New study shows Americans are having sex less often, especially young people

San Diego State University,  7 March 2017

According to a new study published in the journal Archives of Sexual Behavior today, Americans who were married or living together had sex 16 fewer times per year in 2010-2014 compared to 2000-2004.

A critical factor appears to be birth cohort, with later-born generations having sex less often than those born earlier in the 20th century.

  • Read more here
  • View study abstract here (see your librarian for full text)

Survey of middle-aged Canadians finds more sex and pleasure, less condom use

SIECCAN, June 2016

New research by Trojan condoms with the Sex Information and Education Council of Canada (SIECCAN) surveyed 2,400 Canadians between the ages of 40 and 59 about their sex lives.

63 per cent said they’re more sexually adventurous than they were a decade ago. 65 percent reported their last sexual encounter as being “very pleasurable.”

Findings also showed that two-thirds of single men and almost three-quarters of single women in the survey said that they didn’t use a condom the last time they had sex. More than half of those men had more than two partners in the past year. Almost three-quarters of single women said they did not use a condom the last time they had sex, and a third of those had more than two partners in the past year.  

56 per cent of single men and 61 per cent of single women are “not very concerned” or “not at all concerned” about contracting an STI. Lack of concern seems to be translating into high risk behavior.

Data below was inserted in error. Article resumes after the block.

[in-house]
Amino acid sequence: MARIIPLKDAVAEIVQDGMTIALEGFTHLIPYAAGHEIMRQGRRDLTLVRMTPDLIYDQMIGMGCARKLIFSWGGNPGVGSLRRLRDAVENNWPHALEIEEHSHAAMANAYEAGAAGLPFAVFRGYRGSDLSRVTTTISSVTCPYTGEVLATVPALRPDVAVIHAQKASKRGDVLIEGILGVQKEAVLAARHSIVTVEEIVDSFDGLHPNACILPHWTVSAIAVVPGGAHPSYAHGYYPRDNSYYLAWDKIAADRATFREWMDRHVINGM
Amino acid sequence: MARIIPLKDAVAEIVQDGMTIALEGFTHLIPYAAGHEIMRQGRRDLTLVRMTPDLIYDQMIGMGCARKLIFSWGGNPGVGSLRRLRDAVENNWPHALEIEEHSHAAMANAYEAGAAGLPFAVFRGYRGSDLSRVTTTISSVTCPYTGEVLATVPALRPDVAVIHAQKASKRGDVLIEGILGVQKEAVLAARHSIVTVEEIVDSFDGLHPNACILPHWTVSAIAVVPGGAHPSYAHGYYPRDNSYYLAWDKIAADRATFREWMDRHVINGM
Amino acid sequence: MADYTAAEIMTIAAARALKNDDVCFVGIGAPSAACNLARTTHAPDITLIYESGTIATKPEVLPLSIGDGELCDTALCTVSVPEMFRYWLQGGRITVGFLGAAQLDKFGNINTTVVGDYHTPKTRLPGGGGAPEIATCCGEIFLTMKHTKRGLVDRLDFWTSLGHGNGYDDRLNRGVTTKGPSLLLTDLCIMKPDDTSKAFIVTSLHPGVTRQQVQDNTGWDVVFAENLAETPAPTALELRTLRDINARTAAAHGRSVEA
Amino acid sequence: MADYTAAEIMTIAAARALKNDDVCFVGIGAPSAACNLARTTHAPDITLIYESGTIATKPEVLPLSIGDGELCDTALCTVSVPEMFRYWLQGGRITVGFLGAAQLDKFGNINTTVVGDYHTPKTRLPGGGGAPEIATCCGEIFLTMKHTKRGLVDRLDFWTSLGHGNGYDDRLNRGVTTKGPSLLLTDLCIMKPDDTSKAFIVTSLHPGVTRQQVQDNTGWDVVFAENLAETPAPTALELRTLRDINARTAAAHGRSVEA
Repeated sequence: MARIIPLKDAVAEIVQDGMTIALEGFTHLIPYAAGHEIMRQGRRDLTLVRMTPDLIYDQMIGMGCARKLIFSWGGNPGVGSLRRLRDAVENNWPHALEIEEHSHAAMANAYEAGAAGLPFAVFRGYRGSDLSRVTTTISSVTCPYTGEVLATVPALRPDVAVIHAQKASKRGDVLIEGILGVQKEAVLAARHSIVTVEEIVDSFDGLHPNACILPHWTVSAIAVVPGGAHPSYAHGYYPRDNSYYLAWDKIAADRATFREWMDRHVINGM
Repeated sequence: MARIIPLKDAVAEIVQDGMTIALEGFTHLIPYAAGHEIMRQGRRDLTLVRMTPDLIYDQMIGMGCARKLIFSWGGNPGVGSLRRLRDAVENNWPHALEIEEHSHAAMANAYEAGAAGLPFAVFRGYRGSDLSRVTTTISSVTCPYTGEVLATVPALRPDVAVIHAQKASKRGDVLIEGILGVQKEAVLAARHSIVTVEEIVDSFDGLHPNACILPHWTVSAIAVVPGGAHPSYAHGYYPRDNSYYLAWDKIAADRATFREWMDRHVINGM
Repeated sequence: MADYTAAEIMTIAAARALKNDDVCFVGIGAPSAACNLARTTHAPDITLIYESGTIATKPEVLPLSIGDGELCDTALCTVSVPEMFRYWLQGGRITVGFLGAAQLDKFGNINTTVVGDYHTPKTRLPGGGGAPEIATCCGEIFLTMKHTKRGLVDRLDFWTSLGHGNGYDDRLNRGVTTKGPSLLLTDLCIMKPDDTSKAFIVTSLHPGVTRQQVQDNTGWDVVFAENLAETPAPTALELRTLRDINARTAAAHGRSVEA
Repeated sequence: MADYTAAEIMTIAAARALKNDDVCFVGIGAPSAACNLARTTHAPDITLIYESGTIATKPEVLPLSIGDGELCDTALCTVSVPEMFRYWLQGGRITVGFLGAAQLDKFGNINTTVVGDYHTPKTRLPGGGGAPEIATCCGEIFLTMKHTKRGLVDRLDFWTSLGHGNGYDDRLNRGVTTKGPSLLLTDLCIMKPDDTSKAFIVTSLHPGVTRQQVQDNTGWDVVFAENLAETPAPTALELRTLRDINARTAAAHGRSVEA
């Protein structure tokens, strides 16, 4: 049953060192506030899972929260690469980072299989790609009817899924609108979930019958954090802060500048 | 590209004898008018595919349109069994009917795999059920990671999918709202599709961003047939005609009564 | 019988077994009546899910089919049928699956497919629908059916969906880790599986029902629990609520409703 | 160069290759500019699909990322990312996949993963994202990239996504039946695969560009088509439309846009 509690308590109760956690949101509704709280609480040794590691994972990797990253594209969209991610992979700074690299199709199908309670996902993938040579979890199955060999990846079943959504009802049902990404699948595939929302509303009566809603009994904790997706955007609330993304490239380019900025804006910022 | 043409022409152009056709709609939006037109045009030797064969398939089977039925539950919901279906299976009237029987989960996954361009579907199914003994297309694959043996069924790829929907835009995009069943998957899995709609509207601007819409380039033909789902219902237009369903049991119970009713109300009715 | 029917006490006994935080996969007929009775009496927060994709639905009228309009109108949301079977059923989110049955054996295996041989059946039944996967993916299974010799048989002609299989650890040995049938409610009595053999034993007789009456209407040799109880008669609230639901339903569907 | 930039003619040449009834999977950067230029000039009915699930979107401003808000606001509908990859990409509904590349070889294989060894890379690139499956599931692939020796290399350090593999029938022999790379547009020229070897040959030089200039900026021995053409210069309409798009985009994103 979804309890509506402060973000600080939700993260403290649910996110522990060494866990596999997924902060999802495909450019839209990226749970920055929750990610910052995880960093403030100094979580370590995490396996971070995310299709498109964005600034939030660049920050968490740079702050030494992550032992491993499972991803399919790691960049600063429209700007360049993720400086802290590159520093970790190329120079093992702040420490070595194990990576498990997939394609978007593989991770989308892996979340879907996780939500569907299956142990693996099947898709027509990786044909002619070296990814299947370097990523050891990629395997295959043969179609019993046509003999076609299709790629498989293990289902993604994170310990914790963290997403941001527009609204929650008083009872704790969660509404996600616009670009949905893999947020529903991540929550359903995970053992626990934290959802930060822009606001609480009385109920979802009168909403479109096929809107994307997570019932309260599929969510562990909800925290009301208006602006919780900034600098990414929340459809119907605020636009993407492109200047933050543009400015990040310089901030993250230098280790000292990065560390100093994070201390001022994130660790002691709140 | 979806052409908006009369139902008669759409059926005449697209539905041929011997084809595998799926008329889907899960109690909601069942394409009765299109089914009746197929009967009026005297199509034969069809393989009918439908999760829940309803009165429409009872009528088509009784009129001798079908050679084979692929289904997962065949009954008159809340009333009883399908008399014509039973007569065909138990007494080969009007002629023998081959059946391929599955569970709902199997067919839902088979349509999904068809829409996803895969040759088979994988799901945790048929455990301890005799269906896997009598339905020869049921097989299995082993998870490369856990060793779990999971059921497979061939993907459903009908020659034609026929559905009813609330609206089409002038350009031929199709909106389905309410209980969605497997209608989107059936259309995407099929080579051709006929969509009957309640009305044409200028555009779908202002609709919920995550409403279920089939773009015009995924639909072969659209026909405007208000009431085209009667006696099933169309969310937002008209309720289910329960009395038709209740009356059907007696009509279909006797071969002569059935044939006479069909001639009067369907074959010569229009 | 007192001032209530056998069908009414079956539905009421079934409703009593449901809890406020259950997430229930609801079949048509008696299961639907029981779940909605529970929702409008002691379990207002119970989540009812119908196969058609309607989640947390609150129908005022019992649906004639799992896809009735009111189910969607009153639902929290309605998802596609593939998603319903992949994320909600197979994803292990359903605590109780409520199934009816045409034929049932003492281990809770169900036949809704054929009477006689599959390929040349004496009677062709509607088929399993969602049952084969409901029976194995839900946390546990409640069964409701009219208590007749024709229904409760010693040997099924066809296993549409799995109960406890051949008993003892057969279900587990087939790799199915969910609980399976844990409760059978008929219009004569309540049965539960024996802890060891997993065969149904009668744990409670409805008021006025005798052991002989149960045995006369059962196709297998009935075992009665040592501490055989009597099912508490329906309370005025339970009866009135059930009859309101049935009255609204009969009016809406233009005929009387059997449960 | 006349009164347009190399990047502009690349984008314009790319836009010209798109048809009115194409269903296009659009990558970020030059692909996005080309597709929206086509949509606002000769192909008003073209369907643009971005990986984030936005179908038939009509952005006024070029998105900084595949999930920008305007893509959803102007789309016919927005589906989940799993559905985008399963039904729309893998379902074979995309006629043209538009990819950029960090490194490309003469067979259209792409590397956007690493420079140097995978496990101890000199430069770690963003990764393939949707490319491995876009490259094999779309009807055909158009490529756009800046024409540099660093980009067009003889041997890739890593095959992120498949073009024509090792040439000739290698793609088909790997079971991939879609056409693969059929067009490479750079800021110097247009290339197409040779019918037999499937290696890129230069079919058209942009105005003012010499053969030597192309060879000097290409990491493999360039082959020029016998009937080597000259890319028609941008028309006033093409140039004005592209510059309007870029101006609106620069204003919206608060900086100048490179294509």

• View the press release here
  • Download the research preliminary report (PDF) here

 

 

 

 

 

Better access to contraception means more sex for married couples, says research

ScienceDaily, January 26, 2016

Married couples in low- and middle-income countries around the world that use contraception are having more frequent sexual intercourse than those that do not, new research from the Johns Hopkins Bloomberg School of Public Health suggests.

Read more here

Third survey of sex in Britain – results summary

ABC’s The Science Show, Saturday 31 October 2015 12:53PM

When HIV and AIDS took hold in the late 1980s, British researchers knew very little about the sexual behaviour of the population. It made predicting how HIV might spread almost impossible. This prompted a national survey of sexual practice which has been carried out every ten years since. Soazig Clifton and Clare Tanton discuss some recent findings and changes over time.

  • Read transcript or listen to audio of The Science Show here
  • Access survey results summary from University College London here

How patterns of injecting drug use evolve in a cohort of PWID

Australian Institute of Criminology, June 2015

This study examines some of the ways in which injecting drug use evolves over time in a cohort of People Who Inject Drugs. It shows shifts in the settings in which cohort members reported buying and using their drugs. These shifts have important implications for the harms experienced by PWID, and the wider community.

Read more here